Bullying is a type of behavior that can really hurt others. If you’ve ever been bullied, it’s likely you experienced a variety of emotions, like anger, hurt, frustration, sadness, and more. Chronic bullying that occurs long-term can be really tough to deal with, so knowing what to do and who to reach out to for support can help.
The act of bullying is defined as behavior that uses aggression, coercion, threats, humiliation to intimidate or pick on another. It tends to happen repeatedly, with the bully intentionally targeting and picking on the same person(s) regularly.
Who do bullies typically pick on? In many cases, they choose someone based on one or more of the following:
- Their physical appearance (short, tall, etc.)
- How they act
- Their sexual identity (LGBTQ)
- Their popularity
Types Of Bullying
Bullies tend to target those who are vulnerable, smaller, or perceived as weaker. They may call them names, make fun of them, exclude them from activities, or shove, hit, or kick them.
There are four major types of bullying, including:
1. Physical Bullying – Physically hurting another. Behaviors include:
- Taking something they own
- Breaking one of their possessions
2. Verbal Bullying – Using words vocally or in writing to hurt another. Behaviors include:
- Calling them names
- Making inappropriate sexual comments
3. Social/Relational Bullying – Intending to hurt another’s relationships or reputation by:
- Starting a rumor
- Leaving someone out intentionally
- Coercing others not to like someone
- Humiliating another in front of others
4. Cyberbullying – Bullying that happens online.
Today, with most young people having access to the internet and social media, cyberbullying has become quite a problem. It used to be bullying would usually only occur while at school. Now it can happen online at anytime and can also be done anonymously.
Bullies online tend to use relational aggression or harass directly. They start rumors and spread them. They may harass sexually or engage in cyberstalking. They say extremely mean things that they may not if they were in front of the person.
Cyberbullying can be devastating to those who are recipients, especially if it’s repeated behavior. Sometimes the person being bullied won’t know who the bully is either, as they create false profiles and attack under that name. The repeated bullying can make recipients feel very distressed, sad, angry, and frustrated.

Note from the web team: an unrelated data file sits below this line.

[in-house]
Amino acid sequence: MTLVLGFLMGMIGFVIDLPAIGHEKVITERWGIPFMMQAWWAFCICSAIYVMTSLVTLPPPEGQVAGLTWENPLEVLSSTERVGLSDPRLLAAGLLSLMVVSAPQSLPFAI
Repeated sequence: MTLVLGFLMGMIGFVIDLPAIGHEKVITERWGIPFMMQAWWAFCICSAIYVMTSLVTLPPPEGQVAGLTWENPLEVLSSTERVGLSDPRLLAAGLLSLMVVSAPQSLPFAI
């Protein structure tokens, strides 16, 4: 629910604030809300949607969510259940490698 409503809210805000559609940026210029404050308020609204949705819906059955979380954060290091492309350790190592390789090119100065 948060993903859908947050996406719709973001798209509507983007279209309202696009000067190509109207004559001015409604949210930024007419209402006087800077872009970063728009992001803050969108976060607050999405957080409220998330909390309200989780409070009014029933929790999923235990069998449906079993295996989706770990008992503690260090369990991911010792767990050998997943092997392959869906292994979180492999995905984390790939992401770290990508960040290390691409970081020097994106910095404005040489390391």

What To Do If You Are Being Bullied
Being bullied can feel awful. You may feel scared, confused, and hurt. You may also feel alone. If you or someone else you know is being bullied, the following are some things you can do:
- Remain as calm as you can. Remember that bullies thrive off intense emotions from recipients.
- Report the bullying to your teachers, parents, or another adult who can take action.
- Try not to let the bully’s words get to you.
- Walk away if you can.
- If you’re being bullied online, let your parents know. If you don’t know who it is and it happens repeatedly, you may want to deactivate your account for a while.
- Don’t respond to bullies online. Engaging in chatting may make you feel worse. Delete what you can.
- Remind yourself that bullies are likely to be experiencing a lot of inner pain. They’re bullying you in an attempt to feel better about themselves. This doesn’t make it right, but a reminder can help you feel less distressed about it or less apt to take it personal.
- If bullying happens at a certain location at school or the park, avoid those areas.
- Tell an adult if you’re having a tough time handling the bullying.
- Talk about how it makes you feel. Don’t bottle up your emotions inside.
- If there are bystanders, try to activate them to get on your side. Bullies tend to enjoy the attention of the audience. Get the audience on your side, and the bully will think twice about bullying you again.
When Bullying Gets Out Of Control
If you’re the victim of bullying and you are struggling a great deal emotionally because of it, reach out for help. You don’t have to deal with bullying on your own. Talk to your parents, teachers, school counselor, or a therapist in your community. If you don’t have anyone you feel you can talk to, or if you are dealing with major depression or suicidal thoughts, call the National Suicide Prevention Lifeline at 800-273-8255.